- End-stage renal disease (ESRD) secondary to membranous nephropathy (MN) is associated with superior survival with dialysis or kidney transplant (KT) compared with ESRD with other etiologies.
Why this matters
- Compared with other forms of glomerulonephritis (GN), MN was tied to greater death-censored graft loss driven by primary disease recurrence.
- Registry-based study of 32,788 patients initiating renal replacement therapy in Australia and New Zealand during 1998-2010; 1.27% had MN.
- Funding: None.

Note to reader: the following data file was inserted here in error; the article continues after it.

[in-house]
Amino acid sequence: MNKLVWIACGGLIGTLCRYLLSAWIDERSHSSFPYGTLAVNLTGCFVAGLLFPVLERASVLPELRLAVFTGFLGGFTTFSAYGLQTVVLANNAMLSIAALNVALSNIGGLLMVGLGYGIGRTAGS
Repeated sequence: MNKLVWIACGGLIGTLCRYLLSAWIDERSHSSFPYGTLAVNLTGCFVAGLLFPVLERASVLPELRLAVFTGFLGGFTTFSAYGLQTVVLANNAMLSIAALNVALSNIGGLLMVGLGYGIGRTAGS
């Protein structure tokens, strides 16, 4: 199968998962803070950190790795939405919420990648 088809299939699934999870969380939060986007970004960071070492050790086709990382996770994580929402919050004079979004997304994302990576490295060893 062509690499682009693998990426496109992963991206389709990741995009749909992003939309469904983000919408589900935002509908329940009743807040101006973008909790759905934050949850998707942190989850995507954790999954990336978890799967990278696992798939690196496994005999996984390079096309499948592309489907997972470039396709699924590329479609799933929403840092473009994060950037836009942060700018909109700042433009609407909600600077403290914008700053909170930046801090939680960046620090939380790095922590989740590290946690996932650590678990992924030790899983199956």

- Among patients on dialysis, adjusted survival rates were higher with MN vs other etiologies at 1 (98% vs 93%), 5 (81% vs 65%) and 10 years (58% vs 36%).
- MN was associated with:
- 21% lower mortality risk on dialysis vs other ESRD (aHR=0.79; P=.002);
- 43% lower mortality risk after KT vs other ESRD (aHR=0.57; P=.04); and
- Similar survival vs other forms of GN (P=.42; P=.11).
- Among dialysis-treated patients, MN was tied to a greater likelihood of KT than other ESRD etiologies (subhazard [S]HR=1.48; P<.001 or forms of gn>
- MN was tied to greater post-KT primary recurrence than other ESRD etiologies (aHR=4.92; P<.001 and forms of gn>
- In competing-risk analysis, death-censored graft loss was higher with MN than other types of ESRD (SHR=1.59; P=.02) and GN (SHR=1.63; P=.02).
- Retrospective design.